Putting not a problem for Adam Scott

WHO says Adam Scott can’t putt – he has just holed a 50 footer on the third playoff hole to win the Byron Nelson Championship US PGA Tour event in Texas.

Scott was questioned about his putting before leaving for the US to contest the Masters and join the tour and said he didn’t believe it was a nemesis.

The Queensland golfer said he had been using the one putter for two years and didn’t feel a need to find a new stroke.

“Unlike a lot of guys, I only have six putters in my collection,” he reportedly told an interviewer from Pacific Golfer.

Scott rejected suggestions from some quarters that his putting was the reason he had never won a Major, pointing out he finished 30th in the putting on the US Tour last year.

“I guess it’s because I have had a couple of patches in my career when I have putted poorly,” he said. ‘But then I don’t think that putting poorly got me to number three in the world either.”

Coming into the final round of the $6.83 million Byron Nelson in Dallas, Scott had a three stroke lead but struggled early and frittered it away.

He faced defeat when he trailed American Ryan Moore with one hole left in regulation, but made a three metre birdie putt to force a play off.

Failing take advantage in the first two playoff holes, Scott then faced his monster put. Reportedly, it was almost 16 metres, up over a ridge and downhill to the hole with a couple of metres of break on the way.

When the ball dropped into the back of the cup, Scott had secured his 14th professional victory and sixth on the US PGA Tour, though not quite the way he had planned to finish.

“I dug it out of nowhere,” he said of the putt. “Obviously, I found my range on the third play-off hole. I was hitting it too close on the other ones, so I got away with one, I think, today.”

That particular putter, you would think, is staying in the collection.

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Brian is an award winning golf writer and is the founder and editor of Australian Senior Golfer. He is a former Sydney journalist who had little interest in golf till he hit his first ball at the age of 49 (and a half). Since then golf has just about overtaken his life. Brian founded ASG in April 2008 and has since covered every Australian Open, Presidents Cups, World Cups and numerous other big men’s and women’s tournaments, spending days inside the ropes with the likes of Tiger Woods, Phil Mickelson, Rory McIlroy, Jordan Spieth, Tom Watson, Fred Couples, Greg Norman, Adam Scott, Jason Day, Karrie Webb, and many others. He has also played in, and reported on, numerous amateur tournaments, particularly senior and veteran events, around the country. Brian is a member of the Australian Golf Media Association and won the award for Best News Report for 2016 - 2017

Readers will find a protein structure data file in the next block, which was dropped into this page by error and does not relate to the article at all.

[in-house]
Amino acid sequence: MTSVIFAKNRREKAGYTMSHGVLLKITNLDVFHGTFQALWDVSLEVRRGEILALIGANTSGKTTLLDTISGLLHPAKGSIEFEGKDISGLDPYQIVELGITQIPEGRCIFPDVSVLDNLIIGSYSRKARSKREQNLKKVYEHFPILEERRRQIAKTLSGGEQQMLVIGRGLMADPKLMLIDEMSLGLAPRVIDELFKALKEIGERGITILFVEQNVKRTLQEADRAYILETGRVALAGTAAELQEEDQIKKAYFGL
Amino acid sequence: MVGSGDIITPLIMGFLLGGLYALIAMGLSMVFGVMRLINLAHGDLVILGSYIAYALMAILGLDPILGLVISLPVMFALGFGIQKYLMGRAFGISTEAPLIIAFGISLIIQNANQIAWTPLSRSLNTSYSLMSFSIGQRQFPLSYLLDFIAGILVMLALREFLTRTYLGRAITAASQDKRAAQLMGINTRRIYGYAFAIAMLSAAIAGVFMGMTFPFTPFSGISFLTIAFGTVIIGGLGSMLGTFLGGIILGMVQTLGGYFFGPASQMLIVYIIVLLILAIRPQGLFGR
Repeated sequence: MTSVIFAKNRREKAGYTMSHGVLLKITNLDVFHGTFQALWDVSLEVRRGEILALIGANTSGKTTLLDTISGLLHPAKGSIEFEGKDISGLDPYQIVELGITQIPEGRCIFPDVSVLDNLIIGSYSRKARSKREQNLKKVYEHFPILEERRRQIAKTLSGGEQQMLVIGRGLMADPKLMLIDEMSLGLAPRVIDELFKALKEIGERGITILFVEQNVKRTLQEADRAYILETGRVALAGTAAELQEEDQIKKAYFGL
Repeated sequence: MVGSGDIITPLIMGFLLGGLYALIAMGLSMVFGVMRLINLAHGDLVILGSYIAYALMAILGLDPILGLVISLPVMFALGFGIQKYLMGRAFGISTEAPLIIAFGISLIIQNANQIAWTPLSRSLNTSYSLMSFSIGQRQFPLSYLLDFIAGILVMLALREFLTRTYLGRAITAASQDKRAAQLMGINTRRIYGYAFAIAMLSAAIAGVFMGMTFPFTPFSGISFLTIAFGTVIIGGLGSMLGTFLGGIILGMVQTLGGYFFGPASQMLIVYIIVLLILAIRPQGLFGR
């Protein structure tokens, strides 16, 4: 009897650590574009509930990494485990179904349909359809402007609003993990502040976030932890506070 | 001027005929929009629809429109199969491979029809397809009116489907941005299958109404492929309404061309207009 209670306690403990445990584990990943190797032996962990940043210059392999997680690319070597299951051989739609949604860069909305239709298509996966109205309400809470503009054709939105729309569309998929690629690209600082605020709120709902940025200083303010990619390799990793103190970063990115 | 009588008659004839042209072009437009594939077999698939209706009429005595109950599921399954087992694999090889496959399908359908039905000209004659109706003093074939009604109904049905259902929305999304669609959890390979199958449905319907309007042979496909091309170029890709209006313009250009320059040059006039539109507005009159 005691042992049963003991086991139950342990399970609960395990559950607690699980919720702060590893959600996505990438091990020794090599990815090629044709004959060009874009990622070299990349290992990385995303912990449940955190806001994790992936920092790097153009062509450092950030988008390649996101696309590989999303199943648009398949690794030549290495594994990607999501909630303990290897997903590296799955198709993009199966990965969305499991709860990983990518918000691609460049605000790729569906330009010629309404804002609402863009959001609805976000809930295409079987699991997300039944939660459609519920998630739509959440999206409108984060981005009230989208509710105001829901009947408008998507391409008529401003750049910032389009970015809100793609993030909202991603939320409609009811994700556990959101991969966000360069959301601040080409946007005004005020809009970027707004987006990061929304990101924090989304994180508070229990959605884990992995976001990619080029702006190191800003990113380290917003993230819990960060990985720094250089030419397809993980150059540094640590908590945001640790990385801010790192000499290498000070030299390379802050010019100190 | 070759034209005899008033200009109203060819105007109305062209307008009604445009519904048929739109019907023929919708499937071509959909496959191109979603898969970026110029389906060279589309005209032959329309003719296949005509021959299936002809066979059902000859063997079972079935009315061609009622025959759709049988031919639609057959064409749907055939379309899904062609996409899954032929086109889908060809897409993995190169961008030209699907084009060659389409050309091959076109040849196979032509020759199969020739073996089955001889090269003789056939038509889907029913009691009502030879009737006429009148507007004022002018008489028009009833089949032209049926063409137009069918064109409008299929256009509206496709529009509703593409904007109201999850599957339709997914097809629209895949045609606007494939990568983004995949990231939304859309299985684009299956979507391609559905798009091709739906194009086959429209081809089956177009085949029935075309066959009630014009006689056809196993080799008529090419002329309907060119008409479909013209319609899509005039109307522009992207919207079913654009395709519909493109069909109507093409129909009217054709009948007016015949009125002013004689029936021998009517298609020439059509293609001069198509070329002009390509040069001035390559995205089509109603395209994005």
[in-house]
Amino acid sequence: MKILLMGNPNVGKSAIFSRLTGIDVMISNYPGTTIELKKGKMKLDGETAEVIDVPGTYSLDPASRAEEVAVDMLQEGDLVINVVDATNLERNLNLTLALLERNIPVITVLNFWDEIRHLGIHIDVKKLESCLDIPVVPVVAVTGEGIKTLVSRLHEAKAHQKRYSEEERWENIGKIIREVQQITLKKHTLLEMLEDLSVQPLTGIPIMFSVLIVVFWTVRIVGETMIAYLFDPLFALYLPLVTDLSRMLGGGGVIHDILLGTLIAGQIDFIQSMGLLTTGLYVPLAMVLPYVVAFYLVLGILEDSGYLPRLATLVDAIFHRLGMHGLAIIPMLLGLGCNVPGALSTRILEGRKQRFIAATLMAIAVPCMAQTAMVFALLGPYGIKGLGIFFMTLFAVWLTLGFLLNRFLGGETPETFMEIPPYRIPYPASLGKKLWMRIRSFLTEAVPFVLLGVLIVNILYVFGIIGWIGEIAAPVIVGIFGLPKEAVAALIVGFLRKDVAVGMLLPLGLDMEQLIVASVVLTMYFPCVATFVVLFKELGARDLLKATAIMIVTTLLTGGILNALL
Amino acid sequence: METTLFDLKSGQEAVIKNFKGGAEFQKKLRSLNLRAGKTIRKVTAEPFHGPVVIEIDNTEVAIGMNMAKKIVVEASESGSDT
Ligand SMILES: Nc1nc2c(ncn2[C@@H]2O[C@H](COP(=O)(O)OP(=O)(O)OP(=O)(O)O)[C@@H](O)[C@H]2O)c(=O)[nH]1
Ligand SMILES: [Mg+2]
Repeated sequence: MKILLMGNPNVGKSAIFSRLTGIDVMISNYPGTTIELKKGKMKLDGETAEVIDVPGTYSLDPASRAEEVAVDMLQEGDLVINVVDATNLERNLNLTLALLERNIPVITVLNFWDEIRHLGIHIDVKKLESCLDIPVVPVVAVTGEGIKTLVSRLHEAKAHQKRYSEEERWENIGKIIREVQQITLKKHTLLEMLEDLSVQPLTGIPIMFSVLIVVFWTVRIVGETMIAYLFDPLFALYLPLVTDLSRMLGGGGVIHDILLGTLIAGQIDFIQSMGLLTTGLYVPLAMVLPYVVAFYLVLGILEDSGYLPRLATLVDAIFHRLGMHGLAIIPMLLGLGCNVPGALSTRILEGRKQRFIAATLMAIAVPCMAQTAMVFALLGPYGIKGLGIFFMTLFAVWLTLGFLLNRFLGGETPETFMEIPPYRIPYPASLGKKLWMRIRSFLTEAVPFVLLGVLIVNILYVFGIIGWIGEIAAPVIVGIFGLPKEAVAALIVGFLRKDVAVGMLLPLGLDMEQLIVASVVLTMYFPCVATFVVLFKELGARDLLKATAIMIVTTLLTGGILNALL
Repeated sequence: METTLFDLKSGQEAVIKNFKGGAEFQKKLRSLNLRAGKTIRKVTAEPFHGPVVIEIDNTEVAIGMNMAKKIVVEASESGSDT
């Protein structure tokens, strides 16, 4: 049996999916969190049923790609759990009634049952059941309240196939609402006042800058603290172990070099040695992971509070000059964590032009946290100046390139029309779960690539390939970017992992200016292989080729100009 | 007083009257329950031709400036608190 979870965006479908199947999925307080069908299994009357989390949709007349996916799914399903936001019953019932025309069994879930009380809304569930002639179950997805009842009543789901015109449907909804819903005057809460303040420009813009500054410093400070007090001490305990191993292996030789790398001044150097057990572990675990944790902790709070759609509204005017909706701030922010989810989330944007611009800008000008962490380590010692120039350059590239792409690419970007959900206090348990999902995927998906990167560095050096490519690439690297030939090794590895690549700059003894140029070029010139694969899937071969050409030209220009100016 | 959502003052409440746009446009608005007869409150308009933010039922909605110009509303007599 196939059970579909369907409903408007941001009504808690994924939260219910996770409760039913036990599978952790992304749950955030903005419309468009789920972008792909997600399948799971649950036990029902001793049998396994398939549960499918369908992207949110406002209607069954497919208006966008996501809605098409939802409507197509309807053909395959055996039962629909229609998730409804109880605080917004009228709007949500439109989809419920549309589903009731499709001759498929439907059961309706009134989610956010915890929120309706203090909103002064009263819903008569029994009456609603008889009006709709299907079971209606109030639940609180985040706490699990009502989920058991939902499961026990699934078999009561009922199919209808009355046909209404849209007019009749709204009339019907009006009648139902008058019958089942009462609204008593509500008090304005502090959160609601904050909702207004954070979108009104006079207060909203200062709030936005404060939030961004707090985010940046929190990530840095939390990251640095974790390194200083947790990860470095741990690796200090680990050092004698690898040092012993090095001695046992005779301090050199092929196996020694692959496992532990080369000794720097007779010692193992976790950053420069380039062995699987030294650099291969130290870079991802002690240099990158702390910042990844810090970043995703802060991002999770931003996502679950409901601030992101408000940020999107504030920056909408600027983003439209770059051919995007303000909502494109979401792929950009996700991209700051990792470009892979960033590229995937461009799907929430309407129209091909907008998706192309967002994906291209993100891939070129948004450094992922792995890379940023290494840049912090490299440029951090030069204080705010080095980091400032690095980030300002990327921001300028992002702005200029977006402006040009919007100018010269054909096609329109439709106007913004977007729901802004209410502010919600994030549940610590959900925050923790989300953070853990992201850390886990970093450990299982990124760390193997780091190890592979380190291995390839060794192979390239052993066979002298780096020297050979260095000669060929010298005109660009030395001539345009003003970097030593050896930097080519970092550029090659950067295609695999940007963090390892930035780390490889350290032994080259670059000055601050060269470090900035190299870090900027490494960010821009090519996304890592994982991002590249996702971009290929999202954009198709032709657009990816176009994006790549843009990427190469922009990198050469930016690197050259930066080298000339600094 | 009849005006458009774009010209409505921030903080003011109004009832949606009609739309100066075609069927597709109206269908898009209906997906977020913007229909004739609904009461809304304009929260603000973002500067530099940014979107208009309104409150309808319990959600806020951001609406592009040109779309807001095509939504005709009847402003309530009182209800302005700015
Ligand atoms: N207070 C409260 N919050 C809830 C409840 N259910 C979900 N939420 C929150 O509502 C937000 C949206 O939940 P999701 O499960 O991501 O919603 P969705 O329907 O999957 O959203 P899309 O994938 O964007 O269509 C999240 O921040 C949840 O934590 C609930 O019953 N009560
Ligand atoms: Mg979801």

1. They’re still at it. An AAP story originating from Charlotte, North Carolina talks about his 50 foot “bomb” and says Scott does fine with long range putts. It’s the short range putts that are a problem.

    “He can hole putts from long and medium range, but get him just a long step from the hole and his confidence seems to drain away.” the story says.
    “Scott, 27, ranks 189th (nearly last) in putts from inside 1.5m on the US PGA Tour this year. From mid-range, however, he is outstanding, ranking first from 3 to 4.6m. He makes a brilliant 50 per cent of putts in that range.

    “Make of that what you will. Perhaps the statistics don’t tell the full story, or perhaps Scott puts a more relaxed stroke on the ball when he’s further from the hole.”

    I think may golfers will know how that feels.

  2. Now Adam Scott is No 3 in the world behind Tiger Woods and Crazy Phil Mickelson – I wish I could putt that bad!

  3. The third round of the Players Championship at the Sawgrass TPC and Adam Scott’s putting desterted him.
    According to AAP, the Queenslander made a fabulous start with four birdies in the first six holes, but a bogey at the par-three eighth, where he missed a short putt from barely one metre, drained his fragile confidence on the greens.

    “Everything was looking good and then I missed a short one on eight, a 10-footer on nine, a short one on 12 and a short one on 16,” Scott lamented.

    “Story of the week really. My putting inside 10 feet is pathetic. After the first seven holes, I felt okay but when you’re a little fragile, when you miss one, that’s all it takes. You can’t miss a putt like that to keep a hot round going.”

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